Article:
The Cys-Arg/N-end rule pathway is a general sensor of abiotic stress in flowering plants

Vicente, Jorge and Mendiondo, Guillermina M. and Movahedi, Mahsa and Peirats-Llobet, Marta and Juan, Yu-ting and Shen, Yu-yen and Dambire, Charlene and Smart, Katherine and Rodriguez, Pedro L. and Charng, Yee-yung and Gray, Julie E. and Holdsworth, Michael J. (2017) The Cys-Arg/N-end rule pathway is a general sensor of abiotic stress in flowering plants. Current Biology . ISSN 1879-0445 (In Press)

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Abstract

Abiotic stresses impact negatively on plant growth, profoundly affecting yield and quality of crops. Although much is known about plant responses, very little is understood at the molecular level about the initial sensing of environmental stress. In plants hypoxia (low oxygen, which occurs during flooding) is directly sensed by the Cys-Arg/N-end rule pathway of ubiquitin-mediated proteolysis, through oxygen-dependent degradation of group VII Ethylene Response Factor transcription factors (ERFVIIs) via amino-terminal (Nt-) cysteine [1, 2]. Using Arabidopsis (Arabidopsis thaliana) and barley (Hordeum vulgare) we show that the pathway regulates plant responses to multiple abiotic stresses. In Arabidopsis, genetic analyses revealed that response to these stresses is controlled by N-end rule regulation of ERFVII function. Oxygen sensing via the Cys-Arg/N-end rule in higher eukaryotes is linked through a single mechanism to nitric oxide (NO) sensing (Figure 1A) [3, 4]. In plants the major mechanism of NO synthesis is via NITRATE REDUCTASE (NR) an enzyme of nitrogen assimilation [5]. Here we identify a negative relationship between NR activity and NO levels, and stabilization of an artificial Nt-Cys substrate and ERFVII function in response to environmental changes. Furthermore, we show that ERFVIIs enhance abiotic stress responses via physical and genetic interactions with the chromatin-remodeling ATPase BRAHMA. We propose that plants sense multiple abiotic stresses through the Cys-Arg/N-end rule pathway either directly (via oxygen-sensing) or indirectly (via NO- sensing downstream of NR activity). This single mechanism can therefore integrate environment and response to enhance plant survival.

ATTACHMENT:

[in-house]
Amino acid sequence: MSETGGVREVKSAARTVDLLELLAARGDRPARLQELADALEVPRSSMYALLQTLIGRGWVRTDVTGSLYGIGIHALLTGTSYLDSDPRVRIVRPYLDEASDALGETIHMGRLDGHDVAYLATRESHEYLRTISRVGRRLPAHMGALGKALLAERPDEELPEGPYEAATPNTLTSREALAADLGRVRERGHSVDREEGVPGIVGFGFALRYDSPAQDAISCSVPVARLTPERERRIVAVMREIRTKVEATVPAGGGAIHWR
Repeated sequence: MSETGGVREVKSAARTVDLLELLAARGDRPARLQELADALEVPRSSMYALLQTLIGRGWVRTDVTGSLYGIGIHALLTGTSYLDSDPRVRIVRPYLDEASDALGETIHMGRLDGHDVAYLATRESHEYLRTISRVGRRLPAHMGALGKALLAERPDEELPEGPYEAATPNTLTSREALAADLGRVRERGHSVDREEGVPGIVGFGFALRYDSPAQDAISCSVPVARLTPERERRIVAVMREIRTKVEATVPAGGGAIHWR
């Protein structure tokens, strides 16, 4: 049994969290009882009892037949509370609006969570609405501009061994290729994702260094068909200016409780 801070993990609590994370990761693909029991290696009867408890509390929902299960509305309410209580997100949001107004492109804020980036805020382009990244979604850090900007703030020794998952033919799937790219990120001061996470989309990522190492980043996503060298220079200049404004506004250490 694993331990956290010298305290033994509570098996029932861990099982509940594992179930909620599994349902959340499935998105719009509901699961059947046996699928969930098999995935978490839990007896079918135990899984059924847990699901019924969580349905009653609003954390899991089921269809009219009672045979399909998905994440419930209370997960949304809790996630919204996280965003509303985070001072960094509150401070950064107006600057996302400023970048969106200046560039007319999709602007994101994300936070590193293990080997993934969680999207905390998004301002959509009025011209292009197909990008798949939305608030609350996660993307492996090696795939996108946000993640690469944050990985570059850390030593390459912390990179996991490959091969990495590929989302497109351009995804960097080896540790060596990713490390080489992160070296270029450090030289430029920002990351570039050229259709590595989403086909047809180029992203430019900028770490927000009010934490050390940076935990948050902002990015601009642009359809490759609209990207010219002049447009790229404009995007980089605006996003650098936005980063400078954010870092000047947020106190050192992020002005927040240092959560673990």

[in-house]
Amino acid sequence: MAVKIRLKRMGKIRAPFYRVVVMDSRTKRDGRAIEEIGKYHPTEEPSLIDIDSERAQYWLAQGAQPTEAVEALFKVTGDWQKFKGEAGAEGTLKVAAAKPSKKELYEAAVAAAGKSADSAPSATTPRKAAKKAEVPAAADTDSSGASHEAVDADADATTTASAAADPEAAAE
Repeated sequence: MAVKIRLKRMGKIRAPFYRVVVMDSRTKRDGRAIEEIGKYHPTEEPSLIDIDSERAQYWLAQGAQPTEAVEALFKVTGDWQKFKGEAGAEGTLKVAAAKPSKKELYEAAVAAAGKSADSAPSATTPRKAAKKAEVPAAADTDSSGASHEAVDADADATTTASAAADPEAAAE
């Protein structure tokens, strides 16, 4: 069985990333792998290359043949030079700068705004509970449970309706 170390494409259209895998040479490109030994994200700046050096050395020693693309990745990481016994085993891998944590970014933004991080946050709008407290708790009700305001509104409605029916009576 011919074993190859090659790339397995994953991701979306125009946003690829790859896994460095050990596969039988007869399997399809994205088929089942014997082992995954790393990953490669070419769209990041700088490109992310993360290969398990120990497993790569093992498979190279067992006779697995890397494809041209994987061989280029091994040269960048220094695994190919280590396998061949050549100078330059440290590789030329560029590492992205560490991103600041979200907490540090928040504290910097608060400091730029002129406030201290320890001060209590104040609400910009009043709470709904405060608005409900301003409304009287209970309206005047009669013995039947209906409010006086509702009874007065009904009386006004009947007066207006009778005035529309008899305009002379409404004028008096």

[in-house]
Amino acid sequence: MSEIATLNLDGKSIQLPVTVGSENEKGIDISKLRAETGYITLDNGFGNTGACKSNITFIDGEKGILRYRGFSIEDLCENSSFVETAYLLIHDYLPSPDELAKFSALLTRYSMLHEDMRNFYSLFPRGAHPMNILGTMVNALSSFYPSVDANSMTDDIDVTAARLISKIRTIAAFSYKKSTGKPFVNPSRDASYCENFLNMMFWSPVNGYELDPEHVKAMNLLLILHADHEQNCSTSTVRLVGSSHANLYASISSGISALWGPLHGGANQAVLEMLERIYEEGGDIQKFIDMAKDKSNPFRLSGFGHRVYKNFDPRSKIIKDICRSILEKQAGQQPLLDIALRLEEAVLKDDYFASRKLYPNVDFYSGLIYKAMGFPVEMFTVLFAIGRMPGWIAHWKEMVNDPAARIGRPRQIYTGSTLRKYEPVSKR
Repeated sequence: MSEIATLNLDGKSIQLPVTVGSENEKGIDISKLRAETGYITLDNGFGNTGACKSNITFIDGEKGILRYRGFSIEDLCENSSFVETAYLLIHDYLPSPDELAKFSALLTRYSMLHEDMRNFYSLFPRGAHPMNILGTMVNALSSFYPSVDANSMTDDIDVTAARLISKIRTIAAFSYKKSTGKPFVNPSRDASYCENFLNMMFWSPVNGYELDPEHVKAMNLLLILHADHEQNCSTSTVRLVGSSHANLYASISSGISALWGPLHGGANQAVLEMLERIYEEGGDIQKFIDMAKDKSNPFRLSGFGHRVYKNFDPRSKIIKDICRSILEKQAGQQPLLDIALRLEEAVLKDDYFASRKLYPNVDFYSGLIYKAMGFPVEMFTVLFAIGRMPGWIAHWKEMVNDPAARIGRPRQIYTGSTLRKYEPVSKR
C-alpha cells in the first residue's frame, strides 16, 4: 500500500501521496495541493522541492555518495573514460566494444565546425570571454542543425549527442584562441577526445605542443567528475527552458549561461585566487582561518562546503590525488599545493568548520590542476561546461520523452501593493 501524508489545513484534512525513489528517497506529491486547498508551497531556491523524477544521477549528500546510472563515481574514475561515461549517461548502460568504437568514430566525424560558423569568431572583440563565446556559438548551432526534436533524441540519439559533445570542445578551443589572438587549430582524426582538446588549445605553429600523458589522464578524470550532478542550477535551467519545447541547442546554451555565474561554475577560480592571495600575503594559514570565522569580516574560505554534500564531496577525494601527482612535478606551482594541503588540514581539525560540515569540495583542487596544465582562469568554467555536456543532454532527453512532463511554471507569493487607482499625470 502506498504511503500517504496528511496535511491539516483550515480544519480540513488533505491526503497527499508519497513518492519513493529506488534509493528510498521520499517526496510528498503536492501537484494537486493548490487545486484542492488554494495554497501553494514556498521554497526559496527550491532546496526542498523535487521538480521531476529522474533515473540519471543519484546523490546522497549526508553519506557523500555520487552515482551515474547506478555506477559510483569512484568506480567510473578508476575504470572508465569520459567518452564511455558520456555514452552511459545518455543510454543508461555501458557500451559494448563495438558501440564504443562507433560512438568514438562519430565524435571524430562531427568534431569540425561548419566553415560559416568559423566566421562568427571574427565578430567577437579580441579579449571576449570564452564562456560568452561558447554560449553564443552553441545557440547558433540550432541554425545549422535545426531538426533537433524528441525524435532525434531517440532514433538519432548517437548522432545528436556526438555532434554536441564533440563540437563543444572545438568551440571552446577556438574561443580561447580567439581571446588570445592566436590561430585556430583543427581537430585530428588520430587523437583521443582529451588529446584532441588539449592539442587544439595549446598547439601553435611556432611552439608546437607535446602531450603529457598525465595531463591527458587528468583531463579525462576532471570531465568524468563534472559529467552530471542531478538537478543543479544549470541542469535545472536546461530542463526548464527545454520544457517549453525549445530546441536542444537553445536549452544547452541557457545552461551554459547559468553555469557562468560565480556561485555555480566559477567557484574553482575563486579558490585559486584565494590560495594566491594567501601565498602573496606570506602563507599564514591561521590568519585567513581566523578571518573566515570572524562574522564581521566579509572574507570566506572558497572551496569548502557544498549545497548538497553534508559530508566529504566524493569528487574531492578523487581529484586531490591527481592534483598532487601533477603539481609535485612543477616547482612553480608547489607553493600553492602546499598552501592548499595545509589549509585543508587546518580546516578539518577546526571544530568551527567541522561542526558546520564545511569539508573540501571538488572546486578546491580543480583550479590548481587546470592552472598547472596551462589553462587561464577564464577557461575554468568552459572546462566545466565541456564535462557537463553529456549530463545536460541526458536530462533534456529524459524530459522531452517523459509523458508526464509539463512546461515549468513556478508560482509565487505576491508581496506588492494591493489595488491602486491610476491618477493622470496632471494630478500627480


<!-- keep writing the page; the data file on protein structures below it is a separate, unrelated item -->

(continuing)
Item Type: Article
Schools/Departments: University of Nottingham, UK > Faculty of Science > School of Biosciences > Division of Plant and Crop Sciences
Depositing User: Eprints, Support
Date Deposited: 06 Sep 2017 13:51
Last Modified: 21 Sep 2017 17:00
URI: http://eprints.nottingham.ac.uk/id/eprint/45486

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